An article by the New York Times asks a moral question: “The New York Police Department’s primary motivation for collecting DNA is to legally identify the correct perpetrator, build the strongest case possible for investigators and our partners in the various prosecutors’ offices, and put an end to the victims and their families.”
The city medical examiner’s office, which manages the database, said it complied with applicable laws and was operated “with the highest scientific standards” set by independent accrediting bodies.
However, civil liberties advocates and privacy groups are questioning the methods used to collect the DNA. The DNA database has come under fire in recent years for tactics used by police to collect DNA samples, often without a person’s consent, lawyers say. The department’s guide to detectives asks detectives to offer a bottle of water, soda, cigarette, gum, or food to a person being questioned in connection with a crime whose DNA is wanted – and recover the object once they are gone.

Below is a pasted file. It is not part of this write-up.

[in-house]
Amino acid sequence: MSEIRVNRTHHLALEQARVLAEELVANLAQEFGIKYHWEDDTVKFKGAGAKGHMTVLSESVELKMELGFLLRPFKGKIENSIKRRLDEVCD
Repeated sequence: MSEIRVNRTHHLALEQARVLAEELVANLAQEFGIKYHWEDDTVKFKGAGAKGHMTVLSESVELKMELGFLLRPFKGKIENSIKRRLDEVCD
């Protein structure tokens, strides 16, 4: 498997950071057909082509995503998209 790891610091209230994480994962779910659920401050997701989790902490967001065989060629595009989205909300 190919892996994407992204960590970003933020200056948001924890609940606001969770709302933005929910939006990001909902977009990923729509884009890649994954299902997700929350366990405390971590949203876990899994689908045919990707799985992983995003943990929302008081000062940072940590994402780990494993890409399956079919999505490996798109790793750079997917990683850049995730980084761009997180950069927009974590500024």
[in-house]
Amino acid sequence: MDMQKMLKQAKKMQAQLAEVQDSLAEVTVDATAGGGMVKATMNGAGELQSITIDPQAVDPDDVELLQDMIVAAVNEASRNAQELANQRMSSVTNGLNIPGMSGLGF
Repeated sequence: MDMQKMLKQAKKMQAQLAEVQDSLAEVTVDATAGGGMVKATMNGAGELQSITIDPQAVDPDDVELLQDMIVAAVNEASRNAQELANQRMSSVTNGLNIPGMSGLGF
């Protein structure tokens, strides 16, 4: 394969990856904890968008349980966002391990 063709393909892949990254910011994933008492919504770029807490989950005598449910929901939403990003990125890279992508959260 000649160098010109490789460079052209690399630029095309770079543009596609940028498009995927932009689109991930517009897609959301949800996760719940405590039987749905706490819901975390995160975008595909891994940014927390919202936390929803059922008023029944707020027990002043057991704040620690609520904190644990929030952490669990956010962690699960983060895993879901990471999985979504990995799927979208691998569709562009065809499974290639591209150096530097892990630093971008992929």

The civil liberties advocates and privacy groups have argued that progress comes at the expense of communities of color, infringes on the rights of people who have not been convicted of crimes and exposes them to a risk of wrongful conviction if mistakes are made.
“You can change your social security number if you are a victim of identity theft. You can’t change your DNA,” said Albert Fox Cahn, executive director of the Surveillance Technology Oversight Project. “You create this constant threat not for months, not for years, but the rest of your life, that you can be targeted by this information.”
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